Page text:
David L. Itzkoff (born March 2, 1976) is an American journalist and writer who is a culture reporter for The New York Times. He is the author of Cocaine's Son, a memoir about growing up with his drug-abusing father.[2] Before joining the Times, he was an associate editor at Spin magazine and at Maxim.[3]

David Itzkoff
Dave Itzkoff 2014 (cropped).jpg
Itzkoff at the 2014 Montclair Film Festival
David L. Itzkoff

(1976-03-02) March 2, 1976 (age 43)
New York, New York
Alma materPrinceton University
OccupationWriter, journalist, author
Amy Justman (m. 2008)

Early life and familyEdit

Itzkoff was born in New York City to Madelin and Gerald Itzkoff, and grew up in the Bronx.[4] His father was a cocaine addict, which affected Dave's home life considerably.[5] He has a sister, Amanda, a psychiatrist. He is Jewish;[6] his paternal grandfather and great-grandfather were Russian Jews who worked in the fur trade.[7]

Itzkoff obtained his B.A. in English Literature from Princeton University in 1998. He married actress and singer Amy Justman in 2008, and lives in New York.[1]


In 1999, Dave Itzkoff worked as an editorial assistant for Details magazine. He worked for Maxim magazine from 1999 to 2002 and Spin magazine from 2002 to 2006. From June 2007 to July 2008, Itzkoff worked as a freelance editor for the Sunday Styles section in The New York Times. Dave is a culture reporter for The New York Times and writes frequently about film, television and comedy. His latest work is a biography of Robin Williams.[8]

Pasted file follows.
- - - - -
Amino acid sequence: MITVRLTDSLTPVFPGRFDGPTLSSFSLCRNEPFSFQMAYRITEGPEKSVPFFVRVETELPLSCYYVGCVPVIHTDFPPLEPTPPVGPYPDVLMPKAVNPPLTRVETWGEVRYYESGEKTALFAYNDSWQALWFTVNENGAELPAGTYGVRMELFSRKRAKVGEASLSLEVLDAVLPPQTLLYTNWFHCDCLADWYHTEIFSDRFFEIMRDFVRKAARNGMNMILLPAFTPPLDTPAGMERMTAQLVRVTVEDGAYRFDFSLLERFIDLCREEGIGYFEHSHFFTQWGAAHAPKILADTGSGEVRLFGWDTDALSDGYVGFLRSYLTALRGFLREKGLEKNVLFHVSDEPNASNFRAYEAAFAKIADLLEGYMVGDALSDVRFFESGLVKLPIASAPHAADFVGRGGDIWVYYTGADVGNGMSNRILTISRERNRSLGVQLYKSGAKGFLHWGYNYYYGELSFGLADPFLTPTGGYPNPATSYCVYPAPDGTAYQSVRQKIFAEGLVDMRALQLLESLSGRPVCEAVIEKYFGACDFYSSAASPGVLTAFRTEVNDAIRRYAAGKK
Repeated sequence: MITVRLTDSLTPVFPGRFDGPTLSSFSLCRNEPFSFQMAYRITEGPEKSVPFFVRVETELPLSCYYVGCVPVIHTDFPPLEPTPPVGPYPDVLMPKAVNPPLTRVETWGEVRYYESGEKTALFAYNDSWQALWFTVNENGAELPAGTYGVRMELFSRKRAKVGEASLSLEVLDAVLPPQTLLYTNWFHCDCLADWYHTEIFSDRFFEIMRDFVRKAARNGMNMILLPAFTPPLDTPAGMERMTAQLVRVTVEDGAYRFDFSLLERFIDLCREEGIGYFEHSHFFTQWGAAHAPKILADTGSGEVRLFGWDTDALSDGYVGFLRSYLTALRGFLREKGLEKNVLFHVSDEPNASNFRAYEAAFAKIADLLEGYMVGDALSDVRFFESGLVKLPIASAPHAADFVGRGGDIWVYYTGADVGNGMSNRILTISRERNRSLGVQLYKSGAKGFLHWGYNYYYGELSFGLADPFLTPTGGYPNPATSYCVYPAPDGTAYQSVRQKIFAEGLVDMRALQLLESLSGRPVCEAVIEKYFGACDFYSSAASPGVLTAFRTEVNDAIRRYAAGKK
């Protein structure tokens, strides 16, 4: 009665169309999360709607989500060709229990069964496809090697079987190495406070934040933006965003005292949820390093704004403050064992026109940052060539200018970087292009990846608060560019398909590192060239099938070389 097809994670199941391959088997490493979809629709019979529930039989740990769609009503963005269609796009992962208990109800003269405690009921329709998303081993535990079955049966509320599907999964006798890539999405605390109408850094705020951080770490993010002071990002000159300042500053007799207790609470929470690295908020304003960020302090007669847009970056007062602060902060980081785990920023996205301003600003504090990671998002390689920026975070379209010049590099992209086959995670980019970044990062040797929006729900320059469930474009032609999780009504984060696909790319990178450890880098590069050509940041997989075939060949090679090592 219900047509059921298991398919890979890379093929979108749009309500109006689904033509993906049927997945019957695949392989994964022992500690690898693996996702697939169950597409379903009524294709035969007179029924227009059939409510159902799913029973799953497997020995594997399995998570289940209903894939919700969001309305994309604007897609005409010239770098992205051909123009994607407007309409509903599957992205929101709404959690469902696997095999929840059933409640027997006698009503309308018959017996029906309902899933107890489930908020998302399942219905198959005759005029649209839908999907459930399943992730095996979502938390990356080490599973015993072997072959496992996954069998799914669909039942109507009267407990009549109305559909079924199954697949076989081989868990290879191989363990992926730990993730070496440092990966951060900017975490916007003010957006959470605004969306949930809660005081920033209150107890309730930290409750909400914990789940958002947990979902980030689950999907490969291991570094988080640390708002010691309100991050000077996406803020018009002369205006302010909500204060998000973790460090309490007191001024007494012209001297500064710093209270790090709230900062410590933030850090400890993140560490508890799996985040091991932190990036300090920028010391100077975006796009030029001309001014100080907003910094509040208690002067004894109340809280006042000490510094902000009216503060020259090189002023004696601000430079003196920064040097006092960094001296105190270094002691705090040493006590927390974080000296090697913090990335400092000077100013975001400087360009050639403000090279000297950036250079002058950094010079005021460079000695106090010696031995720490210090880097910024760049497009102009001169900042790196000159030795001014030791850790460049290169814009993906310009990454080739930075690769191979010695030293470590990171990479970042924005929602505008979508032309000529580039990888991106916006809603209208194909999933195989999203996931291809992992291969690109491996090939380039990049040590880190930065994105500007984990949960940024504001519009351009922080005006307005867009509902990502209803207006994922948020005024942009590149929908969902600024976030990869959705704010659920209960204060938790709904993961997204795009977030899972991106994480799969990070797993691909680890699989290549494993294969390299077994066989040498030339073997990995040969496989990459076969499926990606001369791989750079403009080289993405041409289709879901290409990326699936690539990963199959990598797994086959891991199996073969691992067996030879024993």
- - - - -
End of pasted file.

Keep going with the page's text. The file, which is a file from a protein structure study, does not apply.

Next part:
• Lads: A Memoir of Manhood, published in 2004[9]
  • Cocaine's Son: A Memoir, published in 2011
  • Mad as Hell: The Making of Network and the Fateful Vision of the Angriest Man in Movies, published February 2014. ISBN 978-1250062246[10]
  • Robin, a biography of Robin Williams, published in May 2018


  1. ^ a b "Amy Justman and Dave Itzkoff". The New York Times. September 6, 2008. Retrieved April 30, 2017.
  2. ^ Langer, Adam (January 13, 2011). "Done With Drugs, But the Legacy Is Unfinished". The New York Times. Retrieved August 12, 2013.
  3. ^ "Dave Itzkoff". The New York Times. Retrieved August 12, 2013.
  4. ^ Langer, Adam (January 13, 2011). "Done With Drugs, But the Legacy Is Unfinished". The New York Times. Retrieved April 30, 2017.
  5. ^ Sullivan, James (January 24, 2011). "Surviving his dad's cocaine addiction". The Boston Globe. Retrieved April 30, 2017.
  6. ^ "Dave Itzkoff on Twitter". Twitter. November 18, 2016. Retrieved April 30, 2017.
  7. ^ See, Carolyn (January 14, 2011). "Review: Dave Itzkoff's 'Cocaine's Son' has family relationships at its heart". The Washington Post. Retrieved April 30, 2017.
  8. ^ "How Robin Williams was being torn apart and couldn't fight back". New York Post. Retrieved May 6, 2018.
  9. ^ "Dave Itzkoff Full BIography". Zola Books. Archived from the original on February 28, 2014. Retrieved July 26, 2013.
  10. ^ Dave Itzkoff. "Mad as Hell | Dave Itzkoff | Macmillan". Us.macmillan.com. Retrieved March 4, 2014.